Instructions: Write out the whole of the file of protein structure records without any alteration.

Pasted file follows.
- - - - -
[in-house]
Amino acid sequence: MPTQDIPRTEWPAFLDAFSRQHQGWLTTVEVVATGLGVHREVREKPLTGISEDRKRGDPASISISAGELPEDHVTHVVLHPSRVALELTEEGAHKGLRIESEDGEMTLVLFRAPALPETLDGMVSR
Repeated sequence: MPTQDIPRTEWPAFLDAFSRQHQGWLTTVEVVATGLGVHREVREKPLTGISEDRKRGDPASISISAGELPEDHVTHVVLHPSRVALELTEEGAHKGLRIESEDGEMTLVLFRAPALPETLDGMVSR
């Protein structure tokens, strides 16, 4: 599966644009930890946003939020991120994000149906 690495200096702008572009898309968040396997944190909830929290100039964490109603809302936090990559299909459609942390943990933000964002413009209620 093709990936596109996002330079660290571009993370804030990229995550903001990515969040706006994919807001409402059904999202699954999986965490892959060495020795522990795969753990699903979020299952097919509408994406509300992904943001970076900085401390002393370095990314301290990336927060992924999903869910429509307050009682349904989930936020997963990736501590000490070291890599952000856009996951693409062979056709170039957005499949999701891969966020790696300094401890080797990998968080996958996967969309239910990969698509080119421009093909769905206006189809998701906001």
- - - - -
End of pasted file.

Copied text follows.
[in-house]
Amino acid sequence: MPTQDIPRTEWPAFLDAFSRQHQGWLTTVEVVATGLGVHREVREKPLTGISEDRKRGDPASISISAGELPEDHVTHVVLHPSRVALELTEEGAHKGLRIESEDGEMTLVLFRAPALPETLDGMVSR
Repeated sequence: MPTQDIPRTEWPAFLDAFSRQHQGWLTTVEVVATGLGVHREVREKPLTGISEDRKRGDPASISISAGELPEDHVTHVVLHPSRVALELTEEGAHKGLRIESEDGEMTLVLFRAPALPETLDGMVSR
């Protein structure tokens, strides 16, 4: 599966644009930890946003939020991120994000149906 690495200096702008572009898309968040396997944190909830929290100039964490109603809302936090990559299909459609942390943990933000964002413009209620 093709990936596109996002330079660290571009993370804030990229995550903001990515969040706006994919807001409402059904999202699954999986965490892959060495020795522990795969753990699903979020299952097919509408994406509300992904943001970076900085401390002393370095990314301290990336927060992924999903869910429509307050009682349904989930936020997963990736501590000490070291890599952000856009996951693409062979056709170039957005499949999701891969966020790696300094401890080797990998968080996958996967969309239910990969698509080119421009093909769905206006189809998701906001």